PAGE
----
Researchers closer to developing vision for household robots
17 December 2015
Scientists at Imperial College London are developing vision technology that could enable the domestic robots of the future to truly see their environment.
ElasticFusion technology could hold the key to giving robots better vision (image courtesy of the researchers/Imperial College London)
Computer vision has long been an important component in automated industrial processes. For instance, static cameras facing a conveyor belt are used so that robots can identify faulty products. Recently, computer vision technology has moved into the home with the introduction of vacuum cleaners that can crudely sense where they are in relation to the environment they are in. However, this technology is still in its infancy and does not give robots the information required to negotiate and carry out more complex tasks.
Now, researchers from the Dyson Robotics Lab at the Imperial have developed technology called ElasticFusion. This prototype technology could enable a robot to create a clearer representation of the environment that they are in and simultaneously determine where it is in that environment – an important initial step towards enabling robots to work closely with humans at home.
Ultimately, the team is aiming for the technology to not only map the geometry of an environment, but also label different items within the environment. This would allow for more sophisticated processes to take place, such as robots being able identify devices such as the toaster or dishwasher, accessing information over the internet about how to use the appliance, and operating it.
The ElasticFusion technology was developed by Dyson Fellow Dr Tom Whelan in collaboration with Dr Stefan Leutenegger and Professor Andrew Davison who are all from the Lab.
The YouTube video below (courtesy of the Imperial College researchers) demonstrates how ElasticFusion would enable a domestic robot to map a typical home and office space.
Professor Andrew Davison, Director of the Dyson Robotics Laboratory at Imperial, said: “The family home is actually quite a complex environment for a robot to map. Houses are filled with breakable objects, family members that constantly move about, and a range of complex appliances that need to be operated safely. Domestic robots will need to negotiate all these challenges with aplomb to become a useful tool for making our lives easier. Elastic Fusion is the first step towards making vision that can help a robot to negotiate the complexities of the home.”
The hardware consists of an off-the-shelf depth sensing camera, which turns what it sees in its field of view into a millions of pixels. This enables the technology to record the colour and distance of each pixel within the field of view.
The data is then fed into a computer program that maps a room in real-time. The program takes the recorded information about each pixel and turns it into an initial 3D map. The next two steps in the process are alternated when the camera is moved around to explore the environment.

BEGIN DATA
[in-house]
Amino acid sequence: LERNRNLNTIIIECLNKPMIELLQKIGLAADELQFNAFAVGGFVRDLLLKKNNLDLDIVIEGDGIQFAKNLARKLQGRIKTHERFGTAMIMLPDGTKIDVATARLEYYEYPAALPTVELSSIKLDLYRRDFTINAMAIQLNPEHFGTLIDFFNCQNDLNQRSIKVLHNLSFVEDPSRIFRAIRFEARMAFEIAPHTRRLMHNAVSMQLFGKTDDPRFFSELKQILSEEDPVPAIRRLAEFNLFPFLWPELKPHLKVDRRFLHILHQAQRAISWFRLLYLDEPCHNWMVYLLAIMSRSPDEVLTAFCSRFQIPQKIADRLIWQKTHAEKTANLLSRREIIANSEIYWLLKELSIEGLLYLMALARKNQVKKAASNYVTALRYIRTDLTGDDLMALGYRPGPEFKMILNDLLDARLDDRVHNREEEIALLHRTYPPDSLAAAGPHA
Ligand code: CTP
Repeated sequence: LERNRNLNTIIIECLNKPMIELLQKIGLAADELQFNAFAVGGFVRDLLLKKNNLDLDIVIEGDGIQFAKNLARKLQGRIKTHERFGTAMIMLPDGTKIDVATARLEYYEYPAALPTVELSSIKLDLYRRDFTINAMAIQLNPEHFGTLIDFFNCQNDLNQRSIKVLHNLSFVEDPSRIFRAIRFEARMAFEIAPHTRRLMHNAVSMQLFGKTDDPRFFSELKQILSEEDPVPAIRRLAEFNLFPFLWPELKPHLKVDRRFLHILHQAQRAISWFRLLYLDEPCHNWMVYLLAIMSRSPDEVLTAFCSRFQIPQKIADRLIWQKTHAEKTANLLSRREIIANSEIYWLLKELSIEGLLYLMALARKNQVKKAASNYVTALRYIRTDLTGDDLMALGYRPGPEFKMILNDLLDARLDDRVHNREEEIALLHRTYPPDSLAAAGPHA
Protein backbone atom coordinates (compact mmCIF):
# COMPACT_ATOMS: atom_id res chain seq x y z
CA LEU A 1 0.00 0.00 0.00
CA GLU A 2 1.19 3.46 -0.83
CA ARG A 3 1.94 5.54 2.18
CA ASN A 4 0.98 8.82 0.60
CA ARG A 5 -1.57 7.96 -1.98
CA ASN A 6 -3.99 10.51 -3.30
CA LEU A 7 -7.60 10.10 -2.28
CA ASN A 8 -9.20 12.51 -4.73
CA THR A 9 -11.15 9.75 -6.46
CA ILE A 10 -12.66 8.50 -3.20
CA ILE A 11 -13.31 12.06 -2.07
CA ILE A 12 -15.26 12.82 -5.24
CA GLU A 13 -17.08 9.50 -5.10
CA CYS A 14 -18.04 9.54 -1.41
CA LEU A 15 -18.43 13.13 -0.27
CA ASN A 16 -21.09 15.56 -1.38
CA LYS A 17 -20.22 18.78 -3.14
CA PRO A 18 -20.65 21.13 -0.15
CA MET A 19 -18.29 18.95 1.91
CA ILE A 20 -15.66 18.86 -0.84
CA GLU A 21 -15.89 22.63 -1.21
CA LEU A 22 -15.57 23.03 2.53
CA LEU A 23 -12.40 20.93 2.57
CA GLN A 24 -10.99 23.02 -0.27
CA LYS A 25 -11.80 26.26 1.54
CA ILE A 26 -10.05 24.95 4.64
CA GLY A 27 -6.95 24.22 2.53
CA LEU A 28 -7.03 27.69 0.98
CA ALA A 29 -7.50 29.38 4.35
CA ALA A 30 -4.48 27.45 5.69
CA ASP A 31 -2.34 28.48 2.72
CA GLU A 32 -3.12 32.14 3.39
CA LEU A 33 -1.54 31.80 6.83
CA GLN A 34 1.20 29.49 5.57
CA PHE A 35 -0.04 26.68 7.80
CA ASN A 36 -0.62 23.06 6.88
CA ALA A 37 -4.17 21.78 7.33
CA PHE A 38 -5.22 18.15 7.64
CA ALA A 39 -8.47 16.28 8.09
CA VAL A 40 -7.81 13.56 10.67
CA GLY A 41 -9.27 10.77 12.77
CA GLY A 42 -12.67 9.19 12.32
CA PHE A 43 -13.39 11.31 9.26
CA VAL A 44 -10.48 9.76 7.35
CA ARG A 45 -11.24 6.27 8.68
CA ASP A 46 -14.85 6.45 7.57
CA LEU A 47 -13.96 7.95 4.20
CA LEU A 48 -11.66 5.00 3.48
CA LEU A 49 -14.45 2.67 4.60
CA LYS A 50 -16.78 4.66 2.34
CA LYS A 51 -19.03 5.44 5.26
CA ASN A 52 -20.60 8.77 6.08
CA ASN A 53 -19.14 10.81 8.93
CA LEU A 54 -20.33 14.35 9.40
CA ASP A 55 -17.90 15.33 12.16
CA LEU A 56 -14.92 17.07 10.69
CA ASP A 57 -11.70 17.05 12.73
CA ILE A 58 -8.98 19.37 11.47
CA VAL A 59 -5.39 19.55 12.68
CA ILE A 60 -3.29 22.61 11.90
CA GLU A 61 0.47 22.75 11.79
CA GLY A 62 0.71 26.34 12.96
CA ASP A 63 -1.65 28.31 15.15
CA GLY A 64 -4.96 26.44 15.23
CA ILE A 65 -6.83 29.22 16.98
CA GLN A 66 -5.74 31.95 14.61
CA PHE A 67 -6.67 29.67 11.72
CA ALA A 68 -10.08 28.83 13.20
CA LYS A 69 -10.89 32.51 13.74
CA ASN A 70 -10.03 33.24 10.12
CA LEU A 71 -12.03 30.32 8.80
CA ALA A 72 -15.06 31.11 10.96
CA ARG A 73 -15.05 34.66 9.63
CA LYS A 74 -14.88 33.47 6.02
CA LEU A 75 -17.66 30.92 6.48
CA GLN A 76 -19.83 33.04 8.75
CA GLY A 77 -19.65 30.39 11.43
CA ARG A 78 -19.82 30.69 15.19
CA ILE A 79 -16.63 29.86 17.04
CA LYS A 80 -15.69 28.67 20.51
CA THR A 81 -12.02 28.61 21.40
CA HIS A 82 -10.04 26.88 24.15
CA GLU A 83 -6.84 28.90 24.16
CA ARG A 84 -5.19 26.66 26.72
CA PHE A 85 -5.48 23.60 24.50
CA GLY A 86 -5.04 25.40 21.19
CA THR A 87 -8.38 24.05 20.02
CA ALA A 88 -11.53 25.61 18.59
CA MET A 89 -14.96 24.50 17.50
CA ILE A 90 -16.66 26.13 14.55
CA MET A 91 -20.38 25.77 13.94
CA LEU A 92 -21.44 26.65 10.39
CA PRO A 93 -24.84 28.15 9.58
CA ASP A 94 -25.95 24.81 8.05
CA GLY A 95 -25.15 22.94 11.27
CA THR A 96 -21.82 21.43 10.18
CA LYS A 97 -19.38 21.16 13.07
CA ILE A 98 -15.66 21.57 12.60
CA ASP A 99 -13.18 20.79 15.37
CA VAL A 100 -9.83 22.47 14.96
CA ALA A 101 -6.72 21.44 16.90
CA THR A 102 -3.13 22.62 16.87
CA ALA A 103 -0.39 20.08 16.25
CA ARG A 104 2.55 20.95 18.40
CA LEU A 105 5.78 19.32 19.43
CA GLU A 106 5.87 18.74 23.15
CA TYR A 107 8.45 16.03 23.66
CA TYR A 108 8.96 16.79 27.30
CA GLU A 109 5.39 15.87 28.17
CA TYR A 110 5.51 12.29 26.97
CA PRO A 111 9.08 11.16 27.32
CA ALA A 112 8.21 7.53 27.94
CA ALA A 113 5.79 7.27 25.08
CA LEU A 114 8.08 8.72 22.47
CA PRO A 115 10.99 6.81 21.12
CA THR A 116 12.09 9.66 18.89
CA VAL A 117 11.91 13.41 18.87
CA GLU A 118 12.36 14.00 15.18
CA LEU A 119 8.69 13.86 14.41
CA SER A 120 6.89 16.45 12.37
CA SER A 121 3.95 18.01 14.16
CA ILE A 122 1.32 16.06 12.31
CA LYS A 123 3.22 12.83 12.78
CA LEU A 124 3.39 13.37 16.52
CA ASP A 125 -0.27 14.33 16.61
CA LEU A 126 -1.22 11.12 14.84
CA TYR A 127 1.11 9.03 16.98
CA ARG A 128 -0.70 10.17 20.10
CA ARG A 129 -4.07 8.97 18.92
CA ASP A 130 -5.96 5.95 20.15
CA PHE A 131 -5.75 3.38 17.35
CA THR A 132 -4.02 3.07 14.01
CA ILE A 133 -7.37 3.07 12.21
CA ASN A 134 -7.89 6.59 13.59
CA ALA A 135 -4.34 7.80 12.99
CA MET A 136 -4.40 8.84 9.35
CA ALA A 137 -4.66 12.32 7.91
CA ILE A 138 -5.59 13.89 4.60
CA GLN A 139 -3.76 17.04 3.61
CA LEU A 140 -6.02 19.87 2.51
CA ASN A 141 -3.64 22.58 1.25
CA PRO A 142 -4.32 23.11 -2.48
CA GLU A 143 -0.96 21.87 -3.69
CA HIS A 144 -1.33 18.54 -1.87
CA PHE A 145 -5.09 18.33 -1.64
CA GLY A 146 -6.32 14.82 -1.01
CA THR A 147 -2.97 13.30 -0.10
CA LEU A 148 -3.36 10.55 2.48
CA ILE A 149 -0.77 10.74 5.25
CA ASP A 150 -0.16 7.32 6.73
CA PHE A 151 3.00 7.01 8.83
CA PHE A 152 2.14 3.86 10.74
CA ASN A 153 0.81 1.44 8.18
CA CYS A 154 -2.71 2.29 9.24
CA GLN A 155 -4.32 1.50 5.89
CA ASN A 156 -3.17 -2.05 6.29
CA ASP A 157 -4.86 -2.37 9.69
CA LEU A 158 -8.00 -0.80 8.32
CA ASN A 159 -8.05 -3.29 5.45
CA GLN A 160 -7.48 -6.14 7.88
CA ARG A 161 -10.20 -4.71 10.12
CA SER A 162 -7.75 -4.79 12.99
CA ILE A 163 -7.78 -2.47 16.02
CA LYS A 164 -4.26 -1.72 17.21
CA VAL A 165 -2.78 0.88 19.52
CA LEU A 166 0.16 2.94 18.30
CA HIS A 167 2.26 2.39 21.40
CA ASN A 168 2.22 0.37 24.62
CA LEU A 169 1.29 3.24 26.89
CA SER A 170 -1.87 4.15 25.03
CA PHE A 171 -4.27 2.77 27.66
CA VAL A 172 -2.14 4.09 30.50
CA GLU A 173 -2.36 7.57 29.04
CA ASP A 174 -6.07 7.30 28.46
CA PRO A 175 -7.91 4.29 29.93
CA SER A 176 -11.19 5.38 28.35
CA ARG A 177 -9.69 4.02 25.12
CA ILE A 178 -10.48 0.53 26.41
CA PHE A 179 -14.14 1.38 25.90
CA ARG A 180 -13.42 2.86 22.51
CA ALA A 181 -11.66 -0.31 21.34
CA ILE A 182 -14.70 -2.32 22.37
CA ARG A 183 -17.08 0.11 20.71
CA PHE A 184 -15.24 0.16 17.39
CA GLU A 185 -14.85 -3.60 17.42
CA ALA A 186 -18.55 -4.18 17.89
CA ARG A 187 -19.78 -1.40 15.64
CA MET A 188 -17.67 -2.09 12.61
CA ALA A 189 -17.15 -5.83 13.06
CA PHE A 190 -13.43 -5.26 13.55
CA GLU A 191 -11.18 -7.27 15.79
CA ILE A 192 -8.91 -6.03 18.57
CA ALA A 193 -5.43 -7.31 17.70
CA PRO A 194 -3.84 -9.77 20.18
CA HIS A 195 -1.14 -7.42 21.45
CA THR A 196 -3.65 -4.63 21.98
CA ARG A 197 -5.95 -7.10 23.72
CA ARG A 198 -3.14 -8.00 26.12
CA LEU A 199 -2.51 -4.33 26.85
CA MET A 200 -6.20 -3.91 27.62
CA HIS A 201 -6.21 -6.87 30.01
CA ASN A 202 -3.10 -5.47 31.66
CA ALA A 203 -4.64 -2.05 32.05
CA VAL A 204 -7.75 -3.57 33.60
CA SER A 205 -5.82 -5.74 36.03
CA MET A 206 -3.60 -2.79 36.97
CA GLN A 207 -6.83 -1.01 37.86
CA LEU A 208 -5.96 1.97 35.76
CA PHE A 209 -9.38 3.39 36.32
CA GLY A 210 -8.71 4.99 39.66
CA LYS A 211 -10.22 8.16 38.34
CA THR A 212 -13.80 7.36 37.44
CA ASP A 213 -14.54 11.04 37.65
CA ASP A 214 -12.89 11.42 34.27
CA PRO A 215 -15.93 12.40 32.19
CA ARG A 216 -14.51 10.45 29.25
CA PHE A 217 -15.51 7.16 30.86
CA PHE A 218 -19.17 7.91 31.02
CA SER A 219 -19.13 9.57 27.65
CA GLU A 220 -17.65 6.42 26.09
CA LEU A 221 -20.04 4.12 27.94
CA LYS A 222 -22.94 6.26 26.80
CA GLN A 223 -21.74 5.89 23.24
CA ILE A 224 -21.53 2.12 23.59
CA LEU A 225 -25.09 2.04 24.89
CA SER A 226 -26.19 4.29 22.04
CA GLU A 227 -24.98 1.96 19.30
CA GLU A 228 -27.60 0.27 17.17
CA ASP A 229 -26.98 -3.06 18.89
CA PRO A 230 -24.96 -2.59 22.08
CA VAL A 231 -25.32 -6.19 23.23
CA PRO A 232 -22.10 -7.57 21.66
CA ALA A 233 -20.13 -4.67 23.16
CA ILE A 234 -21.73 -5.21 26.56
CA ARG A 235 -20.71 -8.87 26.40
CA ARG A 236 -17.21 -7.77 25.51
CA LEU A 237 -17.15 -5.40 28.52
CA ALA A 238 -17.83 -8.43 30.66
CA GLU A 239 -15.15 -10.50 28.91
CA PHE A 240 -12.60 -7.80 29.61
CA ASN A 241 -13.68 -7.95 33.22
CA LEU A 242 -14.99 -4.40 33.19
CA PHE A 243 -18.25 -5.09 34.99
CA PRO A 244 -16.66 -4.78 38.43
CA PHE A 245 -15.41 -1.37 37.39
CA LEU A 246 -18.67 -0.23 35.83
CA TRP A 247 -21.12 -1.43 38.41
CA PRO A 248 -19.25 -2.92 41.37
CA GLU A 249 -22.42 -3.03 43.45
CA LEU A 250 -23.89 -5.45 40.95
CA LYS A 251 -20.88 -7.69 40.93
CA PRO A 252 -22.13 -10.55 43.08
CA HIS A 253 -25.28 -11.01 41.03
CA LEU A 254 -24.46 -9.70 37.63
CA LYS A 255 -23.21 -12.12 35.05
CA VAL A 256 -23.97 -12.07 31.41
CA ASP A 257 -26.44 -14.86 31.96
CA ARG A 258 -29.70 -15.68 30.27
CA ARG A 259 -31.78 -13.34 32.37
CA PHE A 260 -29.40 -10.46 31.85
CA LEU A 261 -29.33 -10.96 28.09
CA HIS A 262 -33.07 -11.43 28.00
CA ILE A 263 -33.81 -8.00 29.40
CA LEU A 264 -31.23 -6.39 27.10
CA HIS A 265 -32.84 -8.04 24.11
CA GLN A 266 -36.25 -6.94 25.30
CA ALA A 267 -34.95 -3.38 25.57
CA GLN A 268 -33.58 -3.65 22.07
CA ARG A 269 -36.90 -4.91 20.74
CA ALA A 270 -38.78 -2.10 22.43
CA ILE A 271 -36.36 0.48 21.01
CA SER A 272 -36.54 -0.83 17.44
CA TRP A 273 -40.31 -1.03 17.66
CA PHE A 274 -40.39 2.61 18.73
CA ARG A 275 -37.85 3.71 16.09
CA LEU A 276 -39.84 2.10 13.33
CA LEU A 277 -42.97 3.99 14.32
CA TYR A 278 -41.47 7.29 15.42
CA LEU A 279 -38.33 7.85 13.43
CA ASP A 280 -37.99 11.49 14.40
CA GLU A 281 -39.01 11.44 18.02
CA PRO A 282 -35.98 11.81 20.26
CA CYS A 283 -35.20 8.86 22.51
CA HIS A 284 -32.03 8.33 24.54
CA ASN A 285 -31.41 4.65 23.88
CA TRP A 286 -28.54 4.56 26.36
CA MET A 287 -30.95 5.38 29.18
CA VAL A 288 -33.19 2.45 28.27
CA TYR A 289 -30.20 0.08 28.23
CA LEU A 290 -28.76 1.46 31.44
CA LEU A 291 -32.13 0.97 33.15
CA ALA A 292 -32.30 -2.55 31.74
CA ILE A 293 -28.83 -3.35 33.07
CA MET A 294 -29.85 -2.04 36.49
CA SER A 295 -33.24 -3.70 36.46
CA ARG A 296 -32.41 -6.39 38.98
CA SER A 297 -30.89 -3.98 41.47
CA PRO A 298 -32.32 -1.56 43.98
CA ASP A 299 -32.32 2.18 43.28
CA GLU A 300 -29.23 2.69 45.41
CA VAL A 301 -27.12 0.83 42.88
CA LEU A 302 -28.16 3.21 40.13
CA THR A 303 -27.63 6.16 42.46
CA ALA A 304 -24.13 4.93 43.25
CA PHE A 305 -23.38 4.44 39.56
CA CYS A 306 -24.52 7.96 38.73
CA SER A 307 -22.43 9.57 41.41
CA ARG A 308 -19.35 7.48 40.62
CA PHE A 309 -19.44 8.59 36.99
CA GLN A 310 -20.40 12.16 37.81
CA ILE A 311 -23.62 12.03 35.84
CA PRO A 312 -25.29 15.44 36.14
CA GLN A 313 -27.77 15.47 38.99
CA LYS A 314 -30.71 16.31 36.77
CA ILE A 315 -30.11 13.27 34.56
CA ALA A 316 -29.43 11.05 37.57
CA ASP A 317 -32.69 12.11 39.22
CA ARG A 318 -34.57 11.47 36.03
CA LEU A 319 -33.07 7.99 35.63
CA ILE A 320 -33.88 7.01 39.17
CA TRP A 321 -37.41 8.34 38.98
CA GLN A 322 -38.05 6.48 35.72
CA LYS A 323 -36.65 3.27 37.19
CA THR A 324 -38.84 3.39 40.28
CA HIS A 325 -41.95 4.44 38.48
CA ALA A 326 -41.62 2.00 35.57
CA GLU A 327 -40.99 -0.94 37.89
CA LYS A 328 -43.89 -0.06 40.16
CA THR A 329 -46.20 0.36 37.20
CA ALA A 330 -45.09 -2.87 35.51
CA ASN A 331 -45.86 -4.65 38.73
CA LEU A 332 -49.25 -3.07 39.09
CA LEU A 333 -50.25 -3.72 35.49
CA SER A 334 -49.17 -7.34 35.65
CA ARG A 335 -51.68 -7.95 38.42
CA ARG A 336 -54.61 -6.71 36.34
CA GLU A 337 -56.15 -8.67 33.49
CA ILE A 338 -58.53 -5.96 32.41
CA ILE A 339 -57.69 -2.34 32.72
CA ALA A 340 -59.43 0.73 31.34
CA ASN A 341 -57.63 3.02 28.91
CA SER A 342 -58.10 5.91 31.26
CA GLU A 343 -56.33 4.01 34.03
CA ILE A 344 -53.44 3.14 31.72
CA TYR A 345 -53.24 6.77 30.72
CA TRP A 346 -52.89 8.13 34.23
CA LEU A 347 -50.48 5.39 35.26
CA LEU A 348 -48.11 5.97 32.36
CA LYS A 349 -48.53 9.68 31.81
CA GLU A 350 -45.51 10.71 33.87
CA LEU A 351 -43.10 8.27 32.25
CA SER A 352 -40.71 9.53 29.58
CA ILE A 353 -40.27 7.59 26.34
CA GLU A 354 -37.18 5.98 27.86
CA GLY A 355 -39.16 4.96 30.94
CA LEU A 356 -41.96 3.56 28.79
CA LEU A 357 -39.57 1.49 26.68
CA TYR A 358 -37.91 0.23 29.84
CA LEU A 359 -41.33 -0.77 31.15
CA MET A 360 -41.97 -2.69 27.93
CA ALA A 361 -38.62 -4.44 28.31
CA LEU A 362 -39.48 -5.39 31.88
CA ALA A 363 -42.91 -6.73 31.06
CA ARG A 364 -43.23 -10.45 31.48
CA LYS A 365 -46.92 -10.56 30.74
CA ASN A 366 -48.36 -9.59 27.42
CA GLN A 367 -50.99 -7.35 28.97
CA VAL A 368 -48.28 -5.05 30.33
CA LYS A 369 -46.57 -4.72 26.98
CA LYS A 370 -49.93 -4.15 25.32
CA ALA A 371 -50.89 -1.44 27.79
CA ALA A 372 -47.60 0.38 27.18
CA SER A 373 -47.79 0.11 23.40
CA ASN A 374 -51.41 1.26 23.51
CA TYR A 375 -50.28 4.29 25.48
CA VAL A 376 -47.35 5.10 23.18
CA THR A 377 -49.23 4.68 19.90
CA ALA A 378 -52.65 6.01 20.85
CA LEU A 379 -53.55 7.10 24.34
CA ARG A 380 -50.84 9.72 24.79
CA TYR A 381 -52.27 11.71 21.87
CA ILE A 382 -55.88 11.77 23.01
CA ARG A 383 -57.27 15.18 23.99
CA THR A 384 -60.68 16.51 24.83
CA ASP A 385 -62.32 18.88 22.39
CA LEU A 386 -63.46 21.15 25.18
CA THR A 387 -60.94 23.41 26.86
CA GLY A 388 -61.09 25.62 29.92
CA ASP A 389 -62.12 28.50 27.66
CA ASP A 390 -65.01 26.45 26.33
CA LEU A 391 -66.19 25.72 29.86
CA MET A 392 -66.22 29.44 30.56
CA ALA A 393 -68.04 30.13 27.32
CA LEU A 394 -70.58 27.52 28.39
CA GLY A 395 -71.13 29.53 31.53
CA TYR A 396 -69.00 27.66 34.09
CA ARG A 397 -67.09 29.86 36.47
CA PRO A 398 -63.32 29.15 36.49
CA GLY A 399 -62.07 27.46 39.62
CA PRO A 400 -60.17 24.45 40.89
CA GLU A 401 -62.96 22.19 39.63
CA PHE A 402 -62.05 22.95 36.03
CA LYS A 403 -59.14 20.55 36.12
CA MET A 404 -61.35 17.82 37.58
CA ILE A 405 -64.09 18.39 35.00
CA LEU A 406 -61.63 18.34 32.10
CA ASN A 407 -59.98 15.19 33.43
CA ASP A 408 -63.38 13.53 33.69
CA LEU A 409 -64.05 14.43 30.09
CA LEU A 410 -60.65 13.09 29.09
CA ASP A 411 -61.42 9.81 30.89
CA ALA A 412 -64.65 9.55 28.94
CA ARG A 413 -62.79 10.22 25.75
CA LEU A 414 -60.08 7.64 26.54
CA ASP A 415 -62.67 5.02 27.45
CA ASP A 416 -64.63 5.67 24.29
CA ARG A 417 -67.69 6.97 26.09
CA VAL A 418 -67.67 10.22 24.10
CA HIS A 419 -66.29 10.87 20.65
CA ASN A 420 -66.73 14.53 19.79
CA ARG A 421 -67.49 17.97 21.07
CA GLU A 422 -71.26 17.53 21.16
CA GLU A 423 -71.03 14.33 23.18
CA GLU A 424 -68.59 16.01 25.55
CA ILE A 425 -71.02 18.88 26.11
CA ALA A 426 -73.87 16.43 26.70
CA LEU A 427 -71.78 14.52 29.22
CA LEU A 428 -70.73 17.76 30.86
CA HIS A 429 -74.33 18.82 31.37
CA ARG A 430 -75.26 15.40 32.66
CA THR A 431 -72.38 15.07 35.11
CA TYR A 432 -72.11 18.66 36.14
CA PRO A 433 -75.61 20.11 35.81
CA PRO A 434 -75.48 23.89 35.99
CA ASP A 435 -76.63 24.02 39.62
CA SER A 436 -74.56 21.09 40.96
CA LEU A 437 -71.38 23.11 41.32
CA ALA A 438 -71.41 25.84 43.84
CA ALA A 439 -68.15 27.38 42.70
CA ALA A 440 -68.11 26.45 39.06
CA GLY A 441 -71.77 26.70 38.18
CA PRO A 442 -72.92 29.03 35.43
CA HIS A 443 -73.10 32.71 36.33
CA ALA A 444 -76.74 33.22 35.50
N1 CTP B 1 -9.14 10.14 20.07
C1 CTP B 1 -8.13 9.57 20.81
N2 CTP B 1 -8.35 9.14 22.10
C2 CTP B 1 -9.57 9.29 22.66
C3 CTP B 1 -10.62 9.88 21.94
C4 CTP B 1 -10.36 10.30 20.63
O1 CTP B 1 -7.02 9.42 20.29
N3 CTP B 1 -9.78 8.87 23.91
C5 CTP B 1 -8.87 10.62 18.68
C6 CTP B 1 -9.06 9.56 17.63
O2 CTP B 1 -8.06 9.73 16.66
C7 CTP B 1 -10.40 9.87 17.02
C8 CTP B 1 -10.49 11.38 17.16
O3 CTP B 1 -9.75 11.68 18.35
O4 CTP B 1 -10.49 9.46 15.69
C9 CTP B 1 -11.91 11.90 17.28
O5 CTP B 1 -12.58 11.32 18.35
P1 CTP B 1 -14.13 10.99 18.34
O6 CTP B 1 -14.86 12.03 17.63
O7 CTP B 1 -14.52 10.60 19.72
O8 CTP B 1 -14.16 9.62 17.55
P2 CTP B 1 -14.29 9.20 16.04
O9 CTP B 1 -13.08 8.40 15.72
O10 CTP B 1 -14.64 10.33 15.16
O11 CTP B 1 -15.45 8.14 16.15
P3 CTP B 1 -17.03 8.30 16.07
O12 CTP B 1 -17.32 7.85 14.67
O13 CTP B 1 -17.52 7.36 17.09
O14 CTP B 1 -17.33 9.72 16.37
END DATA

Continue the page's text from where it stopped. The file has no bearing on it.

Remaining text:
The first, called ‘tracking’, is where the camera position and orientation is found that best matches the depth and colour images with the initial 3D map. The second, called ‘mapping’, takes the new depth and colour image data and fuses it into the initial 3D map. This process can be repeated over and over again in real-time to track the camera and map more of the room.
When the camera moves around this causes inevitable errors, which skews the map. The team say the advantage of their technology is that these errors can be rectified in a fraction of a second, which is extremely important if robots in the future are to see accurately. This is because ElasticFusion is programed to constantly check if the field of vision has returned to a part of the room it has previously observed. If it has, the program elastically bends the whole 3D map around, so that the old part of the map and the new part are perfectly re-aligned again.
One of the current drawbacks with ElasticFusion is that most of the depth cameras currently on the market only work indoors and they can only create images within a visual range of between 40 centimetres and up to five metres. A limitation of the computer programing is that it cannot currently allow for proper mapping of moving objects such as people. The technology also relies on the same graphics cards used in gaming technology, which has constraints in terms of power consumption and processing capacity.
The team are now aiming to improve the mapping technology and address scalability of the method so that larger spaces can be mapped faster, using less memory. They also want the technology to be able to distinguish moveable objects within the scene such as people and pets.
The software is available to download under a free license for research purposes.
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